Influencer marketing is continuing to grow. In 2019, the total spent on influencer marketing globally was $5.24 billion.
Even with the impact of the pandemic on the global economy, that spend hasn’t dropped below $5 billion in 2020.
The UK government even used paid influencer marketing to promote the COVID Test & Trace system.
The consumer influencer industry suffered somewhat of a PR crisis, when many influencers headed for holidays in the sun during lockdown, using a loophole designed for those travelling for work.
While most people think of B2C brands when they think of influencer marketing, it also provides a valuable marketing platform for B2B businesses too. Though the scale and approach are different, the ultimate goal is the same.
You’re still selling to people
Even though you are B2B, there is still a person at the other end of the buying journey.
They might have different priorities and decision making powers, but they are people and it is them that you need to think about when conducting your marketing. They are more than just a job title or company.
Reaching the people behind the job titles is the key to successfully marketing to them.
They will follow industry experts and commentators that they respect. Targeting these influencers can boost the credibility of your brand in a way advertising can’t.
Find out who they are listening to and where. Do they follow social media profiles or get their news from LinkedIn or Club House? It changes slightly from industry to industry so don’t make any assumptions; do the research.
LinkedIn commissioned a global survey that focused on the B2B marketing and buying decisions of over 6000 people. The results were very interesting, with expert opinion and endorsement being listed as the second most important factor when it comes to buying a product or service.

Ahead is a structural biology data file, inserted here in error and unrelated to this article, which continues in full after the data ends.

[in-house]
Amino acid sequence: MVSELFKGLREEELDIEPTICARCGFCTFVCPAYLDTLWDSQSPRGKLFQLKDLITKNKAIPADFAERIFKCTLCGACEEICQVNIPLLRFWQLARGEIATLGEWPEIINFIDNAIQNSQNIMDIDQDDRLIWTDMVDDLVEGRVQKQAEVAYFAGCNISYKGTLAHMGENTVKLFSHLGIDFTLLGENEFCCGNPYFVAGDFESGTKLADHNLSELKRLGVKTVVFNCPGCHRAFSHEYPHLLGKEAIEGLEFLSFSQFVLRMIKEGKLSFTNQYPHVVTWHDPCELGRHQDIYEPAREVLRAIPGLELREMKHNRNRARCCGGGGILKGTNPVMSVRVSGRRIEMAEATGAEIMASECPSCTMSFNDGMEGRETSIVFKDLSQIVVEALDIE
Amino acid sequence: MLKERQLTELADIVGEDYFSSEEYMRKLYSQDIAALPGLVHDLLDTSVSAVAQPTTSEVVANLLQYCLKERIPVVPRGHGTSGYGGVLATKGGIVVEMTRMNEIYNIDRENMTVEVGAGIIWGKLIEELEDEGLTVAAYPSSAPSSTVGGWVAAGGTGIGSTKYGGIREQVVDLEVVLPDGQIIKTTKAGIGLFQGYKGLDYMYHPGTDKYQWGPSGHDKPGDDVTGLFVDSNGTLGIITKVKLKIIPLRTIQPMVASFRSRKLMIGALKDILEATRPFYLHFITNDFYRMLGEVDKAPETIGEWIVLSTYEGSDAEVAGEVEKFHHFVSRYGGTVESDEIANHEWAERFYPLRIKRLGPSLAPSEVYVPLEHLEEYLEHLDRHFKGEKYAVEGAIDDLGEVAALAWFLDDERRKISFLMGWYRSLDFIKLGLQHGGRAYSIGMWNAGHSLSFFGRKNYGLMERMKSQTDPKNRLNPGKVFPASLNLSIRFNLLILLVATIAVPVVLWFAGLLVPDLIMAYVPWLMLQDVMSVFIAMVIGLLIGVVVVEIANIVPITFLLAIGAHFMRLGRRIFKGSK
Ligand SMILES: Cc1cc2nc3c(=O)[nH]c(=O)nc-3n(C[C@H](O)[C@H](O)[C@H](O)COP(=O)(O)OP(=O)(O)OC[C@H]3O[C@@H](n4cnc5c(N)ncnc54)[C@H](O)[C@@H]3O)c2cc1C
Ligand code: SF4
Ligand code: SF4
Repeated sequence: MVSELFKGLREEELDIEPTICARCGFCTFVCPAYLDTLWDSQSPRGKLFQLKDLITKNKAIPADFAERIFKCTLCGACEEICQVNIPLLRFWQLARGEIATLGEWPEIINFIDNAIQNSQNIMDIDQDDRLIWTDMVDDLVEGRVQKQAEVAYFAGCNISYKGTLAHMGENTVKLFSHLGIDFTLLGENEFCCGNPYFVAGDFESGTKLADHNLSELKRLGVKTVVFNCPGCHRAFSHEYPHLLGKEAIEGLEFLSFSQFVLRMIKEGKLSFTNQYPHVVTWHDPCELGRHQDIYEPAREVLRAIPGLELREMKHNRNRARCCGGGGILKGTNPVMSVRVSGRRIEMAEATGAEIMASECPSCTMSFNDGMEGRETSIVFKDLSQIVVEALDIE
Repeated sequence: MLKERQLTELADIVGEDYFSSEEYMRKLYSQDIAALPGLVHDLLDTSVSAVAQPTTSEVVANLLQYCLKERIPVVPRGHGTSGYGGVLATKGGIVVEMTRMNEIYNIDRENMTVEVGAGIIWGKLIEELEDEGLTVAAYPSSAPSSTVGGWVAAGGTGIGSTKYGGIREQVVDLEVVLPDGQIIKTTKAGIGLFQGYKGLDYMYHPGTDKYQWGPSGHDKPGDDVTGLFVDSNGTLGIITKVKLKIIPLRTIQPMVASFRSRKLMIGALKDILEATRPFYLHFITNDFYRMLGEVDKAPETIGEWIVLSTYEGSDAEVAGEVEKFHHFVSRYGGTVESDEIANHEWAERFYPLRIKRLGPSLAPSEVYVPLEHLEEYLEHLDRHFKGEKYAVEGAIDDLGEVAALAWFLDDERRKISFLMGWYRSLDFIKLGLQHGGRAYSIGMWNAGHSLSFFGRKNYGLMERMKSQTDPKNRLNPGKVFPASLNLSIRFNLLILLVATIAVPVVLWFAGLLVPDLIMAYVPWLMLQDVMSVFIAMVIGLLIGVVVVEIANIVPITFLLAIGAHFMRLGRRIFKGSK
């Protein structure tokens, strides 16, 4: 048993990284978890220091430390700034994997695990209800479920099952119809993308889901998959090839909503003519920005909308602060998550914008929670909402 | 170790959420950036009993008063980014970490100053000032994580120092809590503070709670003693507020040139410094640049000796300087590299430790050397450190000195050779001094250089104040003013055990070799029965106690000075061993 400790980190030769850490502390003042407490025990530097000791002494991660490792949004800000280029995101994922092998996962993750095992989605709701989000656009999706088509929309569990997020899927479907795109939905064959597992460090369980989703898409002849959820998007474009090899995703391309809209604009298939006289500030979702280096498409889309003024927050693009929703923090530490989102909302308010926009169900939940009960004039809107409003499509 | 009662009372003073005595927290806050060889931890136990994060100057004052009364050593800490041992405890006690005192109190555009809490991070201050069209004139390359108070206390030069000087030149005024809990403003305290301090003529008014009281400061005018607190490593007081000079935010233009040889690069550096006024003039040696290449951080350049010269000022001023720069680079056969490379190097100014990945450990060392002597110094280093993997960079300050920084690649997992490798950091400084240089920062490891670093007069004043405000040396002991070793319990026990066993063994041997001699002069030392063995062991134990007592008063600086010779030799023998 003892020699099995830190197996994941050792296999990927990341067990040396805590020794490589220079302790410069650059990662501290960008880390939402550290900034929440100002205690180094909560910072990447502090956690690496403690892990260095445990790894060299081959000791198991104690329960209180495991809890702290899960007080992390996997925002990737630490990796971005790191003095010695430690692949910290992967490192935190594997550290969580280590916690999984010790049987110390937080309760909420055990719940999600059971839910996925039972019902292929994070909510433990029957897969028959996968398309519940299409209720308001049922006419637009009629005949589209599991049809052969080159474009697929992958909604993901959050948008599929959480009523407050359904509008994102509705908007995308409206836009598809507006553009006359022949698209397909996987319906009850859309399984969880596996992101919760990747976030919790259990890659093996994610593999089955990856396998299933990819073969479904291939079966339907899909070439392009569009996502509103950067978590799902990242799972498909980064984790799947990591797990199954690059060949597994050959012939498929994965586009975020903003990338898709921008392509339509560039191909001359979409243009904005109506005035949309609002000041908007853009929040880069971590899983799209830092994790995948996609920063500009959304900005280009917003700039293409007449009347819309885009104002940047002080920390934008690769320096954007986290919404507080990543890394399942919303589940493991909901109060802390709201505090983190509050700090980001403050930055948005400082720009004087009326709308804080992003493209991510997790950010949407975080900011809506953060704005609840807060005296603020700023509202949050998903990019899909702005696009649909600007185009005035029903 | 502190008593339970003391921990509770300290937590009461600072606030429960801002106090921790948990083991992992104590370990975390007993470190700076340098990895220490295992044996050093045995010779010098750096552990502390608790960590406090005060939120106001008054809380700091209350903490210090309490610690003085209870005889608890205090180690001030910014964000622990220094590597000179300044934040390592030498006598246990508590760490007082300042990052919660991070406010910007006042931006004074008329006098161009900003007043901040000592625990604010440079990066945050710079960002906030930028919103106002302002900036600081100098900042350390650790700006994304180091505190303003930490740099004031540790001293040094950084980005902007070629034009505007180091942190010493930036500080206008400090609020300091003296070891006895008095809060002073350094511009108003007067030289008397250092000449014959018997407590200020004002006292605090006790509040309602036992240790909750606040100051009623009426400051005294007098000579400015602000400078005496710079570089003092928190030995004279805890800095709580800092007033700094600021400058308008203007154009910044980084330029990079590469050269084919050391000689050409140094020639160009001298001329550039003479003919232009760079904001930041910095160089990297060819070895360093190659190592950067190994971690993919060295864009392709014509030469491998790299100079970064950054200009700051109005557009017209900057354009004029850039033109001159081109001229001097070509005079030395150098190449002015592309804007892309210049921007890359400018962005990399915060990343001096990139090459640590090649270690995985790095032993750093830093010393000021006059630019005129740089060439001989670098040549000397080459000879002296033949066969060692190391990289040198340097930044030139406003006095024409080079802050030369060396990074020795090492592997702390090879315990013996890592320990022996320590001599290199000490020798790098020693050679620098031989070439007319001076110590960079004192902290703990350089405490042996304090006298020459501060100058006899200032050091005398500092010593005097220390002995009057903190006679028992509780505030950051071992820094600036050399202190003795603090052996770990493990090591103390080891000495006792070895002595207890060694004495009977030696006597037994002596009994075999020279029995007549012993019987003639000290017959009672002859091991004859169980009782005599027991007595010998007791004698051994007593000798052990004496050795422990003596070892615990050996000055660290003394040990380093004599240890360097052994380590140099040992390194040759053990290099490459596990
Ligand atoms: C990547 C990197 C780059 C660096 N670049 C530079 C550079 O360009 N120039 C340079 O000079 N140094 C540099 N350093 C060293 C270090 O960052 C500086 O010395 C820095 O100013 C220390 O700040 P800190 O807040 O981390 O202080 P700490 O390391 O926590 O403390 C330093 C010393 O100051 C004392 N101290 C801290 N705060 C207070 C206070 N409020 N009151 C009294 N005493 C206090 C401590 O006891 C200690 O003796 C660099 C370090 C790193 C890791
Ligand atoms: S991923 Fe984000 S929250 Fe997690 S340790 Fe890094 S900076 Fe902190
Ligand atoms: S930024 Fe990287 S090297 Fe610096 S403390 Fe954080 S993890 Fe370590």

Influencer marketing can work for virtually all B2B. From SAAS, to professional services and branded products from this company that would make good content in an influencer campaign.
Choosing the right influencers
Bigger isn’t always better when it comes to choosing your influencers. Don’t be fooled by followers alone.
Smaller influencers with a target audience that matches your own, will give you a lot more bang for your buck when it comes to ROI.
Rather than simply using follower numbers, look at frequency of posts and engagement rates.
Of course your influencer has to be knowledgable and resected in your target market.
Make sure that to research your influencers to ensure that their values match with that of your brand. If they have previous content that conflicts with your you brand values, or are likely to post it again in the future, you would be better off looking for someone else, as the PR damage could be substantial.
How to find influencers for your B2B campaign
Once you have decided that influencer marketing is the way to go, how do you go about finding the influencers?
There’s the good old-fashioned way of creating your influencer list manually, by going through social media and key publications.